Even when this is all over, it won't actually be over.

I hear a lot of people talking about what to do when returning to the gym and how to adjust your workouts accordingly. And fair dues. If you’ve been working out at home with bodyweight exercises supersetted with Netflix binges prooooobaly not the best idea to just load up the weights like nothing ever happened.

So in terms of working out, there will be an adjustment period.

I think this is true in a broader health sense, beyond just getting back into the gym.

Ok, so quick hot take before I get into the main point. The world isn’t going to return to normal. There have been many devastating pandemics before this one and things never returned to how they were before that.

As, John Green, the host of my absolute favorite Youtube series Crash Course World History often highlights, diseases are one of the key drivers of history. We like to think us humans are in the driver’s seat but, spoiler alert, we’re not. Even when it comes to wars, most of the deaths are caused by the diseases that thrive as a result of war.

Hot take over. Unless this whole post is actually hot take? I honestly don’t even know anymore. Does anybody even know what day it is? Let’s say it’s a slightly-above-room-temperature take.

Let’s ignore all the complications, politics, and logistics of attempting to return the world back to normal and let’s even ignore my hot take for a minute.

Let’s assume that a safe, effective, and universally accessible vaccine was available tomorrow and that everyone who was safe to get vaccinated was vaccinated within a week. Businesses reopen, economies outside of the toilet paper industry start making money again blah blah blah. “Things” seem to be the way they used to be. Even in this very imaginary scenario, your life and your habits won’t necessarily snap back into place like nothing ever happened.

You’ll need time to heal and time to process.

Often times, people will “keep it together” during trying situations until it’s safe to have a breakdown and let themselves feel all the stuff they’d been suppressing. And I think that’s what many of us are doing right now, just trying to keep our shit together and not lose it completely. Hoping that when this is over, we’ll be able to pick up our lives and ourselves where we left off.

But that’s not how it’ll play out. There will be a new normal, not just for the world, but for you as an individual.

Beyond processing emotions, your habits and reflexes won’t be the same as they were before the pandemic. You’ll have a whole slew of new coping mechanisms and habits to deal with.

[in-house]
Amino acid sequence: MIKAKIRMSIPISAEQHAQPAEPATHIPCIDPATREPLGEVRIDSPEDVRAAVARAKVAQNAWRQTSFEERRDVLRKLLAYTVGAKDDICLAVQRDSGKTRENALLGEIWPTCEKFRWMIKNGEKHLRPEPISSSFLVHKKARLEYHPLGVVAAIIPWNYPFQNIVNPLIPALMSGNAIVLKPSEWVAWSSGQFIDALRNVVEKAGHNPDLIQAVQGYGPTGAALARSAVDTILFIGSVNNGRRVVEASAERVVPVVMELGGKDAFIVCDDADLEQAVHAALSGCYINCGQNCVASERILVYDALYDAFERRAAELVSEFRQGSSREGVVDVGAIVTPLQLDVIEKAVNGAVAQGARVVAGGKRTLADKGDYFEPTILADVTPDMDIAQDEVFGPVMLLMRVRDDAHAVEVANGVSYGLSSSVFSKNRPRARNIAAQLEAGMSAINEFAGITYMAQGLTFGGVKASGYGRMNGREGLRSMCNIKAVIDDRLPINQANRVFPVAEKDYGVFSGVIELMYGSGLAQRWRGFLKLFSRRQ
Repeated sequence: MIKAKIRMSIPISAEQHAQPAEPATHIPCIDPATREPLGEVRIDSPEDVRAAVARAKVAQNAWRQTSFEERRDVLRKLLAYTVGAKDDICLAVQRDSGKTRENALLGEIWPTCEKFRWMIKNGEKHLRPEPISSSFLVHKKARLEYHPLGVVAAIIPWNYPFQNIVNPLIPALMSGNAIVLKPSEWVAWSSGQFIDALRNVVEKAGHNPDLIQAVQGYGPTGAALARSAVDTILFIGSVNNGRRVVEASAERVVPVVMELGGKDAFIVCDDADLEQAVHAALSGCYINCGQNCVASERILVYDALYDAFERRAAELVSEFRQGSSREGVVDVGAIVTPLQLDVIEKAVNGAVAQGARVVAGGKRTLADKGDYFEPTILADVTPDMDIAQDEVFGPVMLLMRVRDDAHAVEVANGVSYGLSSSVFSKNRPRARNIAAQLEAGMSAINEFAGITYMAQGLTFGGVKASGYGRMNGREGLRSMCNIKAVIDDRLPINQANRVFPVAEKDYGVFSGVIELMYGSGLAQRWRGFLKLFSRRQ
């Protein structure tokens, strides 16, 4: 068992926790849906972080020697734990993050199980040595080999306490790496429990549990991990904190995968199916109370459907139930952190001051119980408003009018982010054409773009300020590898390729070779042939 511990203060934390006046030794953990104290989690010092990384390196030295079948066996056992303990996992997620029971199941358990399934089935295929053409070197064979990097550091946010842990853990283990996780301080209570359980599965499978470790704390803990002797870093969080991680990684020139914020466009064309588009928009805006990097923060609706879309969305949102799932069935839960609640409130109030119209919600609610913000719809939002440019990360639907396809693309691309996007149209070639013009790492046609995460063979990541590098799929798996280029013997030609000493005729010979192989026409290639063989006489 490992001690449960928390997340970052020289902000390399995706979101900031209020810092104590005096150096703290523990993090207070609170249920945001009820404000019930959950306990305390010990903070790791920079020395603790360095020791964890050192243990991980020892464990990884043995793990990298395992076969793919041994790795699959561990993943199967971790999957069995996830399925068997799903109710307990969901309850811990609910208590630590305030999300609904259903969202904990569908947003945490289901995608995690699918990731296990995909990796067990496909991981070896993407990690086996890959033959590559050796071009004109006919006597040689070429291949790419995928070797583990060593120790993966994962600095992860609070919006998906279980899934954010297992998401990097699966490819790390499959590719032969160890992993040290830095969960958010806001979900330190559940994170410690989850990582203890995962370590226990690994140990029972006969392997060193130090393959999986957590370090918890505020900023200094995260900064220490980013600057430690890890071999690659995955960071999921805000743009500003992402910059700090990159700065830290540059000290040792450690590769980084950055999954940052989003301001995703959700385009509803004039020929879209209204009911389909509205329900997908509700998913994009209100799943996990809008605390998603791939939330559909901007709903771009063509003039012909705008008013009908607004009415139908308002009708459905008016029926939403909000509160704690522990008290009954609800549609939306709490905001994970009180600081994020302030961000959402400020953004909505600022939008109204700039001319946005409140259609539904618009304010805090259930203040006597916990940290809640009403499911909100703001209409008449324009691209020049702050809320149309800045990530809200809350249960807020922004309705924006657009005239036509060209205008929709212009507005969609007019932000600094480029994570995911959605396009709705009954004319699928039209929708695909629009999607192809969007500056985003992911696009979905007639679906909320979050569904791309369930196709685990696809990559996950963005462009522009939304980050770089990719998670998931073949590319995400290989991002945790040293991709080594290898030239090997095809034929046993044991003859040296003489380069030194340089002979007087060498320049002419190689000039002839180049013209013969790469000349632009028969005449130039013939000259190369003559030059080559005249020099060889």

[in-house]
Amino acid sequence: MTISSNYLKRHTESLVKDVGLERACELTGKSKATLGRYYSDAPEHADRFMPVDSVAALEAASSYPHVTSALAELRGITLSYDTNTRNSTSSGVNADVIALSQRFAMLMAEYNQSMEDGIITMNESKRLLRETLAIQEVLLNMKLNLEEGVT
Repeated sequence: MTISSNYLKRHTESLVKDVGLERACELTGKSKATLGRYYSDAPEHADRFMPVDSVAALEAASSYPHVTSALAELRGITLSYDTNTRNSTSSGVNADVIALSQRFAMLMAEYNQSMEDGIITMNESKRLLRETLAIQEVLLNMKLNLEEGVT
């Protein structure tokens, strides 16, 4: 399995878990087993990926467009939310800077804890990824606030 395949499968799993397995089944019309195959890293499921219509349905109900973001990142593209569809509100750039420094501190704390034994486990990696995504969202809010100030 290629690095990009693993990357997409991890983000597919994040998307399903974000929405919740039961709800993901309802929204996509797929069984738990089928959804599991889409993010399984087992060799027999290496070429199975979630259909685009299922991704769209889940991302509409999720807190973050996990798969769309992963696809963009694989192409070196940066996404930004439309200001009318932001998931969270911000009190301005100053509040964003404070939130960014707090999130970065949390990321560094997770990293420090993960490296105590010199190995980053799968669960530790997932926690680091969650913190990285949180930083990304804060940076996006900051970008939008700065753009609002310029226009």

And that’s in the dream scenario I described above. The reality will probably be much more harsh and messy. This means you’ll need to be even more compassionate/kind to yourself and to others coming out of this.

Even if the virus has been eradicated, all the difficulties caused by the virus won’t have been. Give yourself the time and space to deal with it.

Don’t beat yourself up for struggling. Don’t beat yourself up for not getting back to the gym, cutting back on snacks, or being productive right away. Remember to give yourself the space to not go back to normal in an instant.

And that’s the main takeaway here.

It’s important to normalize this kind of stuff. To normalize struggling, adjusting, and processing traumatic events, whether on an individual or a global scale.

Now, in terms of health and fitness, I foresee a lot of people rushing into drastic, unrealistic fat loss strategies whenever we have some sense of normalcy.

Maybe they’ve gained some weight over quarantine. Maybe they’re anxious to get their health “back on track”. Maybe they feel like they need to make up for the decreased activity, missed workouts, and/or just generally feeling not in tune or focused on their fitness.

And these are all valid sentiments.

However, I’m guessing many will respond to these feelings by trying to “make up” for quarantine by going too far in the other direction. They’ll do too much, too soon with an overly demanding workout schedule and hyper strict diet rules, then feel like shit when they inevitably can’t meet the unrealistic expectations they set for themselves.

A person in such a hurry seldom gets good results.” Plus, I imagine health and fitness aren’t the only areas you’ll want and/or need to put time and energy into. I’m sure other matters will require your attention, focus, and time.

So I’m here to say there’s no rush. You’re not “behind” and there’s nowhere you “should” be coming out of this. You’ll be where you’ll be.

Now, I’m not saying don’t work towards your health/fat loss/fitness goals if that’s important to you. I’m just saying to let go of the pressure of feeling like you need to be at any certain point in your fitness journey.

Meet yourself where you’re at and go at whatever pace you feel is sustainable. It’s a rocky road ahead, so give yourself the time and space to adjust to the terrain.

Posted on May 12, 2020